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Humidity in a styrofoam still air incubator

Discussion in 'Incubating & Hatching Eggs' started by HR Patterson, May 4, 2009.

  1. HR Patterson

    HR Patterson Chillin' With My Peeps

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    Feb 10, 2008
    Gravity, PA
    This is HR's wife, I visit here on and off, trying to learn how best to help our chickens.

    We are on our second attempt using a still air styrofoam incubator that my grandmother gave us when she moved back from Florida. Our last attempt at hatching showed beautiful promise--saw veins and movement in most of the eggs we set, but the last 5 days, try as we might, we couldn't get the humidity up. I believe I've read it's supposed to be around 60%. One hatched but only lived for 3 days; he still had a long string hanging out of him. We kept him in the incubator for 3 days, trying to keep him moist so it would absorb, etc., but it actually dried out. The rest of the eggs dried out, too and they all died. We had filled the channels with water, and added sponges that were wet, too, I even put pots of water, a humidifier, and a crock pot filled with hot water and the lid turned to try to raise the humidity all to no avail. This time, we set fewer eggs, and put it in the basement in a closed in room, so far so good, but day 18 is Thursday and I'm worried about the humidity level. It's in the mid-40s lately, we put the humidifier in there yesterday to see if it would help raise the humidity in the room and thereby help out the incubator. PLEASE, if anyone can give us any tips on what to do, I would SO appreciate it! It will break my heart if we lose this whole batch, too.

    Thank you in advance,
    Sharon
     
    Last edited: May 4, 2009
  2. RoyalHillsLLC

    RoyalHillsLLC Chillin' With My Peeps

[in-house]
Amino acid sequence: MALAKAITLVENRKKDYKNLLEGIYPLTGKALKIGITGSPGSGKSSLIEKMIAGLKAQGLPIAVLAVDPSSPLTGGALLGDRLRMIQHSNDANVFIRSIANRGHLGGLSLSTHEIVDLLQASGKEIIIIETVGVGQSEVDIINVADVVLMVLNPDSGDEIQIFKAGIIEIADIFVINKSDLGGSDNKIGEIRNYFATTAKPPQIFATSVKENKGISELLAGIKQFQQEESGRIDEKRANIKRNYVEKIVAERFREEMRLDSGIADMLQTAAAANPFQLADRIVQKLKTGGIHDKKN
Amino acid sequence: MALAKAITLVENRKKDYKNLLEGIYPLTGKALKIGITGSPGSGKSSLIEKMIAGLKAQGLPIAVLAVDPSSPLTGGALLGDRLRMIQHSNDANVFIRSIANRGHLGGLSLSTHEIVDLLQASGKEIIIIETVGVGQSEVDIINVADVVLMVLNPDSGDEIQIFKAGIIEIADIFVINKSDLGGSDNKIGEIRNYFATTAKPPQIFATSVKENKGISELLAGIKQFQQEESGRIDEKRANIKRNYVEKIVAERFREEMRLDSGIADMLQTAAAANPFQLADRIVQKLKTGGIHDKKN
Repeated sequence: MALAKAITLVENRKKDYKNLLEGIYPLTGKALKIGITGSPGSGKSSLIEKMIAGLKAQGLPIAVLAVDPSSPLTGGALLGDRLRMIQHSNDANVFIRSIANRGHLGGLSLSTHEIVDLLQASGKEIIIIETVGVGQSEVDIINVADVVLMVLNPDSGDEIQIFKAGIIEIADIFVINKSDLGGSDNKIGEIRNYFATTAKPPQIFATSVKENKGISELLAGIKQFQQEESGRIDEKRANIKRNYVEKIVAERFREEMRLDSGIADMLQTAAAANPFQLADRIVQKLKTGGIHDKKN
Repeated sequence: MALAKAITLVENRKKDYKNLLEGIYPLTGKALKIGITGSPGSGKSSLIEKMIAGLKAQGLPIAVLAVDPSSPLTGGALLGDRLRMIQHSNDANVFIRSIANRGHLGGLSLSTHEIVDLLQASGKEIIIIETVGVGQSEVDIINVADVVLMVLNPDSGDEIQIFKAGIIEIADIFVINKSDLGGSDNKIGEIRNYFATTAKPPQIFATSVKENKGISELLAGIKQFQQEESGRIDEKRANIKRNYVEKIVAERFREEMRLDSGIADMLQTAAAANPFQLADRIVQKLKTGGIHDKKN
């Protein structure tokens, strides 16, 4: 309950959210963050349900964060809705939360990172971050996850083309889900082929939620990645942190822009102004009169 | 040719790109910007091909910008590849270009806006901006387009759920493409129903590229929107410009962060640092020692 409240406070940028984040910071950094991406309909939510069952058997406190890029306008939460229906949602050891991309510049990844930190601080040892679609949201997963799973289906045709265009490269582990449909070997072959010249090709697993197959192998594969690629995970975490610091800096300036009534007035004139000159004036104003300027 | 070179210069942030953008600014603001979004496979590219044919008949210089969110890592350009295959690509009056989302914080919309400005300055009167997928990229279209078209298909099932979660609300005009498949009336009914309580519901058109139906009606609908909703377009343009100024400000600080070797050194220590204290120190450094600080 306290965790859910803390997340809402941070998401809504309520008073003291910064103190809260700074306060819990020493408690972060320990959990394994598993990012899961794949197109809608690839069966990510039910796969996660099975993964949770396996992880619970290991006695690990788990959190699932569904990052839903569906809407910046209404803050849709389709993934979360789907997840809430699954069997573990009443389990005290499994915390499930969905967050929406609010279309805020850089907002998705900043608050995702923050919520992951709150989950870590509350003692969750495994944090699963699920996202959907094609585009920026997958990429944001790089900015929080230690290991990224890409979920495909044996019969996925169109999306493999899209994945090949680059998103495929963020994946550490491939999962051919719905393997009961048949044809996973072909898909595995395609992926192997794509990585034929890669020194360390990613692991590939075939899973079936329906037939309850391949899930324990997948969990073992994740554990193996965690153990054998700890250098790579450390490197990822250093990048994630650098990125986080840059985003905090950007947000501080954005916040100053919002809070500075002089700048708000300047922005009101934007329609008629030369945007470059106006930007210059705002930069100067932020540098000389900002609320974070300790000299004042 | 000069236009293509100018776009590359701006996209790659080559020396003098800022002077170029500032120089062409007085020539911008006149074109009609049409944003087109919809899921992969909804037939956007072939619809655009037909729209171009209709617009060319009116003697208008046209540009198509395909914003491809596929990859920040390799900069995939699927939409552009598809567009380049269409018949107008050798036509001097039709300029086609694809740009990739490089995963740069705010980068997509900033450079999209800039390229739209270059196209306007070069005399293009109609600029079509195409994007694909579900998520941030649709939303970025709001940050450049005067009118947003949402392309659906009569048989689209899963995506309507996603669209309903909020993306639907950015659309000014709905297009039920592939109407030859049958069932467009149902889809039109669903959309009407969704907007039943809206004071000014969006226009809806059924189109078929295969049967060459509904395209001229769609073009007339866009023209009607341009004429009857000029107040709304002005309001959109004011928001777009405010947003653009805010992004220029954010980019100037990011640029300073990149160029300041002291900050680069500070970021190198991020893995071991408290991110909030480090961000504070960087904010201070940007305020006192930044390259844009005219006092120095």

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    Mar 5, 2007
    NW Louisiana-Vivian
    I feel for you. I just lost most of my batch of duck eggs. They were due to hatch yesterday, and the only activity I had was on Friday one pipped most of the way around one end, quit, and died.
    My hen that was sitting on a dozen chicken eggs has twice left her eggs and moved to a different nesting box and a different set of eggs, leaving the others behind to ruin.
    The only success I had was the two eggs that turned out to be Pekins, not muscovies, and hatched at day 27 instead of 35 like my Muscovies were expected to do.
    Aren't you supposed to quit spraying the eggs a few days before hatching to lower the humidity? I didn't have a moisture meter, just kept water in the troughs, and it only worked on the first couple. I am guessing the temp and humidity was disturbed toomuch by our early guests hatching.
     
  3. fernandez0067

    fernandez0067 Chillin' With My Peeps

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    Dec 2, 2008
    Schenectady
    Have you tried a new hygrometer or calibrating the one you have>? sounds like the numbers are off if you've added that much water without any increases.
     
  4. HR Patterson

    HR Patterson Chillin' With My Peeps

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    Feb 10, 2008
    Gravity, PA
    I really don't know. He has a temperature and humidity "sensor" inside the incubator, but what I don't understand is how the eggs would dry out. He says if this one doesn't work, we'll try again, but I don't know what else to do. I told him maybe we ought to get a different kind of incubator (something with bigger windows so we can see better or just buy live chicks. I could understand if we weren't tending it but we're working at trying to "get it right".
     

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